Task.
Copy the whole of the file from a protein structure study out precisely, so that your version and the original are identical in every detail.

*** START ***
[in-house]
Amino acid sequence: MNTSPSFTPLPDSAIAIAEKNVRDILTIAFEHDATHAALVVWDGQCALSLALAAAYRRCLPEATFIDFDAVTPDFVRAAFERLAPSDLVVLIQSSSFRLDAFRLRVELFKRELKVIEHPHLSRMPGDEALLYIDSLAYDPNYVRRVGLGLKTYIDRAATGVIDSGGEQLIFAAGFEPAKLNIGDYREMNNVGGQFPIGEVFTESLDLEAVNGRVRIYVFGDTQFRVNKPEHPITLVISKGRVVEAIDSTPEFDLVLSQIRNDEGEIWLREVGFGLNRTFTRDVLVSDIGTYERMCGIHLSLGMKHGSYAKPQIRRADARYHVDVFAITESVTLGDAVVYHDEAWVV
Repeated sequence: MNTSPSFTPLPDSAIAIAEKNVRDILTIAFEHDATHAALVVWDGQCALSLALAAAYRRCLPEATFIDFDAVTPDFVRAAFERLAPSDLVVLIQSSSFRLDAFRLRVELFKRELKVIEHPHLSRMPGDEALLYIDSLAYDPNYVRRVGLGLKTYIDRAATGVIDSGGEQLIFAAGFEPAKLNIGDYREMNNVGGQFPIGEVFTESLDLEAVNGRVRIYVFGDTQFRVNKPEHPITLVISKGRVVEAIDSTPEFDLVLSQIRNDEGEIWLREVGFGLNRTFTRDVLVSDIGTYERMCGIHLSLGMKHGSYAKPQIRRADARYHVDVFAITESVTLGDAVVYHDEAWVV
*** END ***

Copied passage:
[in-house]
Amino acid sequence: MNTSPSFTPLPDSAIAIAEKNVRDILTIAFEHDATHAALVVWDGQCALSLALAAAYRRCLPEATFIDFDAVTPDFVRAAFERLAPSDLVVLIQSSSFRLDAFRLRVELFKRELKVIEHPHLSRMPGDEALLYIDSLAYDPNYVRRVGLGLKTYIDRAATGVIDSGGEQLIFAAGFEPAKLNIGDYREMNNVGGQFPIGEVFTESLDLEAVNGRVRIYVFGDTQFRVNKPEHPITLVISKGRVVEAIDSTPEFDLVLSQIRNDEGEIWLREVGFGLNRTFTRDVLVSDIGTYERMCGIHLSLGMKHGSYAKPQIRRADARYHVDVFAITESVTLGDAVVYHDEAWVV
Repeated sequence: MNTSPSFTPLPDSAIAIAEKNVRDILTIAFEHDATHAALVVWDGQCALSLALAAAYRRCLPEATFIDFDAVTPDFVRAAFERLAPSDLVVLIQSSSFRLDAFRLRVELFKRELKVIEHPHLSRMPGDEALLYIDSLAYDPNYVRRVGLGLKTYIDRAATGVIDSGGEQLIFAAGFEPAKLNIGDYREMNNVGGQFPIGEVFTESLDLEAVNGRVRIYVFGDTQFRVNKPEHPITLVISKGRVVEAIDSTPEFDLVLSQIRNDEGEIWLREVGFGLNRTFTRDVLVSDIGTYERMCGIHLSLGMKHGSYAKPQIRRADARYHVDVFAITESVTLGDAVVYHDEAWVV